Pence calls Graham-Cassidy bill "last, best chance" for health care reform

Vice President Mike Pence is giving a boost to GOP senators who are making a last-ditch effort to repeal and replace the Affordable Care Act. He called the Graham-Cassidy bill, which would replace the Affordable Care Act, Republicans "last, best chance" at reform. 

In an appearance on "Fox and Friends" on Thursday, Pence said that Senate Republicans are "close" to securing the necessary support to pass the Graham-Cassidy bill, and promised that "the president and I are determined to do all that we can to see this through."

"We believe this is the right solution at the right time to repeal and replace Obamacare with the kind of reform that will allow states to innovate and to create better quality healthcare, better access for Americans and capture that innovation of Democracy and reform that frankly, our founders contemplated when crafting our Constitution," Pence said.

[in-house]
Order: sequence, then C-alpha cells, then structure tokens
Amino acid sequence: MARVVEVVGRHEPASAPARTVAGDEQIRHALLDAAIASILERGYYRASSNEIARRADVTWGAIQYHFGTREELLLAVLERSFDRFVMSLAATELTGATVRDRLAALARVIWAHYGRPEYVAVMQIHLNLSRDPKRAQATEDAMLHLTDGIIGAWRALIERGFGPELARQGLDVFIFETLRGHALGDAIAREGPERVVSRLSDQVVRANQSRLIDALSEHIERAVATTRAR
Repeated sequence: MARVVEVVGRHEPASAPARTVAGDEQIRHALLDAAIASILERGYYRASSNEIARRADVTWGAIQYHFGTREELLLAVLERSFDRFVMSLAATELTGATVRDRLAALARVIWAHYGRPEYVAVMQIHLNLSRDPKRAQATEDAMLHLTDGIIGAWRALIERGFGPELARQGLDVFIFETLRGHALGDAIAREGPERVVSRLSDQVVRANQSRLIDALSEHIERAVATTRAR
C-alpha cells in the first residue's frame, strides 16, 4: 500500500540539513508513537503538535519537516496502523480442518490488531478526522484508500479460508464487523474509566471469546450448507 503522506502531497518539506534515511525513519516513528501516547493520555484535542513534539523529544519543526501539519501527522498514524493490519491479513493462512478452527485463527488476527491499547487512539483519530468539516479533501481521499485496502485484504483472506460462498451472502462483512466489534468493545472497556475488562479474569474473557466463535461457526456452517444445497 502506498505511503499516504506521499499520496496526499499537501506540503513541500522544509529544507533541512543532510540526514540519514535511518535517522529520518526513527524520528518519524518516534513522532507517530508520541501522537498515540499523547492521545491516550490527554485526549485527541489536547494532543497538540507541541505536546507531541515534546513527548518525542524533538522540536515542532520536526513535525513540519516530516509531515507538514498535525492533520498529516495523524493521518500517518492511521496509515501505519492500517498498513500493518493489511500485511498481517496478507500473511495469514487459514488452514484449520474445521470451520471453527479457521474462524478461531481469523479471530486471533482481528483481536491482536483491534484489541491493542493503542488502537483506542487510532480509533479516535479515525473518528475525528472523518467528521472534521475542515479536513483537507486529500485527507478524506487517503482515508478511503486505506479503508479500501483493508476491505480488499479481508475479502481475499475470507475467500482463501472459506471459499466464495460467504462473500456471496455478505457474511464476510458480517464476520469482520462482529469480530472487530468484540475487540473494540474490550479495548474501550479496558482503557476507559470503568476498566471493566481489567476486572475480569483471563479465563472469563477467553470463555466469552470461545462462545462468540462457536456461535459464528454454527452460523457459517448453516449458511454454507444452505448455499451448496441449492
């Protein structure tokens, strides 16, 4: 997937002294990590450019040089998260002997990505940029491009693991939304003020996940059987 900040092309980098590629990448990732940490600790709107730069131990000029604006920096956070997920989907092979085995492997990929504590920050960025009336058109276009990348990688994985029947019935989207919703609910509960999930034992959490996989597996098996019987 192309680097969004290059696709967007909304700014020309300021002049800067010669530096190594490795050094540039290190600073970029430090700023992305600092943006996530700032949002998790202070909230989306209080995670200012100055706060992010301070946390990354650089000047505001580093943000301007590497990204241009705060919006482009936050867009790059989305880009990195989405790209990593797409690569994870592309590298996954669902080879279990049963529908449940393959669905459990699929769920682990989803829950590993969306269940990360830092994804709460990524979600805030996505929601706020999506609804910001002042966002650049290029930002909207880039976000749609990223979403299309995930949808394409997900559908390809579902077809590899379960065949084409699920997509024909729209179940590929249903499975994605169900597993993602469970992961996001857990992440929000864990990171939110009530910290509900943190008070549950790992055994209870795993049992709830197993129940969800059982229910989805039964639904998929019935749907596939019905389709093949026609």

Earlier, on "CBS This Morning," Pence said that idea of innovation is a driving force for support for President Trump.

"The whole concept of Graham-Cassidy is built on the American principle of federalism. It's the idea of allowing 50 different states to innovate and create new ideas and new products that will better serve all of their citizens by block-granting resources to the states instead of creating a one-size-fits-all program in Washington, D.C.," Pence told "CBS This Morning."  

Pence promised that the proposed legislation includes language maintaining coverage for those with pre-existing conditions, an aspect of the ACA that he says Mr. Trump made "very clear" that he "wanted to preserve."

But critics argue that coverage for those with pre-existing conditions may not actually be guaranteed. States would be able to apply for waivers to an Obamacare provision that prevented insurance companies from charging people with pre-existing conditions higher premiums, rendering premiums unaffordable for some. 

Pence is encouraged by the 15 governors who announced their support for the bill and believes the momentum "will only continue to grow in the days ahead." Senate Majority Leader Mitch McConnell intends to put the bill on the floor for a vote some time next week.

  • Emily Tillett

    Emily Tillett is a politics reporter and video editor for CBS News Digital